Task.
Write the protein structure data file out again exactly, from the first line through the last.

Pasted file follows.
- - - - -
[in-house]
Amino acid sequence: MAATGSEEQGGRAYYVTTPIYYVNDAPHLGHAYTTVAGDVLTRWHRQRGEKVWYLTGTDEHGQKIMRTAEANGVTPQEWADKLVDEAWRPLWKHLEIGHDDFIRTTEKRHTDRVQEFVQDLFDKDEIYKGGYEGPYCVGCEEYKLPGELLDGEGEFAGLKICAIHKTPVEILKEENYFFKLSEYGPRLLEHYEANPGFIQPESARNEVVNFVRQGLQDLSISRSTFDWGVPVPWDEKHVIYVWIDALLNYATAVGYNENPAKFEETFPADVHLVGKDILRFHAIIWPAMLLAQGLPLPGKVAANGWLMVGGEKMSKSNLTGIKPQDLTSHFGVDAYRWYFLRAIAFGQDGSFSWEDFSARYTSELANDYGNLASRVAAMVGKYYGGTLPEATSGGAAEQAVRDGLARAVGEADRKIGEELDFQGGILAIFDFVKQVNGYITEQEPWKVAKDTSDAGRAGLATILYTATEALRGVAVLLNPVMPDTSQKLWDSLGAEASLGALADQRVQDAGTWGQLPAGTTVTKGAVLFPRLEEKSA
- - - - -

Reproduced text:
[in-house]
Amino acid sequence: MAATGSEEQGGRAYYVTTPIYYVNDAPHLGHAYTTVAGDVLTRWHRQRGEKVWYLTGTDEHGQKIMRTAEANGVTPQEWADKLVDEAWRPLWKHLEIGHDDFIRTTEKRHTDRVQEFVQDLFDKDEIYKGGYEGPYCVGCEEYKLPGELLDGEGEFAGLKICAIHKTPVEILKEENYFFKLSEYGPRLLEHYEANPGFIQPESARNEVVNFVRQGLQDLSISRSTFDWGVPVPWDEKHVIYVWIDALLNYATAVGYNENPAKFEETFPADVHLVGKDILRFHAIIWPAMLLAQGLPLPGKVAANGWLMVGGEKMSKSNLTGIKPQDLTSHFGVDAYRWYFLRAIAFGQDGSFSWEDFSARYTSELANDYGNLASRVAAMVGKYYGGTLPEATSGGAAEQAVRDGLARAVGEADRKIGEELDFQGGILAIFDFVKQVNGYITEQEPWKVAKDTSDAGRAGLATILYTATEALRGVAVLLNPVMPDTSQKLWDSLGAEASLGALADQRVQDAGTWGQLPAGTTVTKGAVLFPRLEEKSA